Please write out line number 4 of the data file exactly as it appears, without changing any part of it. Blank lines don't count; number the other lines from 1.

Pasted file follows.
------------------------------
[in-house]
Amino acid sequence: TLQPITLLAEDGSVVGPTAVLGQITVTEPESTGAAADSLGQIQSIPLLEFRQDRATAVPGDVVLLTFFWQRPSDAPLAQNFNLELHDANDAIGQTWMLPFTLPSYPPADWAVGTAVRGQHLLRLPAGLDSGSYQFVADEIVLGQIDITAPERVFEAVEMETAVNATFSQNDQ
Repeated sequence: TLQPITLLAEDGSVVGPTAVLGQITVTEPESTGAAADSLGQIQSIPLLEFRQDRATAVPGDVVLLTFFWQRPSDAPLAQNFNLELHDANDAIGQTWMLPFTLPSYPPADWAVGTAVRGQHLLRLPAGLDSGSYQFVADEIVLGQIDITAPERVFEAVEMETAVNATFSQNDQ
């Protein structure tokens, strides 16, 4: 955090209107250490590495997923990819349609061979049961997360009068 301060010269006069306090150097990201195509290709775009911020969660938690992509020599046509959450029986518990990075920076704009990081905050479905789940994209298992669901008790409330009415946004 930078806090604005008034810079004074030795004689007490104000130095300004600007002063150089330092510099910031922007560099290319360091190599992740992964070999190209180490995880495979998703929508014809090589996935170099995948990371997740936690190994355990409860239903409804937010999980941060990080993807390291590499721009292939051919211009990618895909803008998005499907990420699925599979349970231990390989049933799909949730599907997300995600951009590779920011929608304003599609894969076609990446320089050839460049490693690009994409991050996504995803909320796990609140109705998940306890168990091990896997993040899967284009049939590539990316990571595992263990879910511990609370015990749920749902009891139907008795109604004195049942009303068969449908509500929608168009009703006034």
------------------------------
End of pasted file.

């Protein structure tokens, strides 16, 4: 955090209107250490590495997923990819349609061979049961997360009068 301060010269006069306090150097990201195509290709775009911020969660938690992509020599046509959450029986518990990075920076704009990081905050479905789940994209298992669901008790409330009415946004 930078806090604005008034810079004074030795004689007490104000130095300004600007002063150089330092510099910031922007560099290319360091190599992740992964070999190209180490995880495979998703929508014809090589996935170099995948990371997740936690190994355990409860239903409804937010999980941060990080993807390291590499721009292939051919211009990618895909803008998005499907990420699925599979349970231990390989049933799909949730599907997300995600951009590779920011929608304003599609894969076609990446320089050839460049490693690009994409991050996504995803909320796990609140109705998940306890168990091990896997993040899967284009049939590539990316990571595992263990879910511990609370015990749920749902009891139907008795109604004195049942009303068969449908509500929608168009009703006034």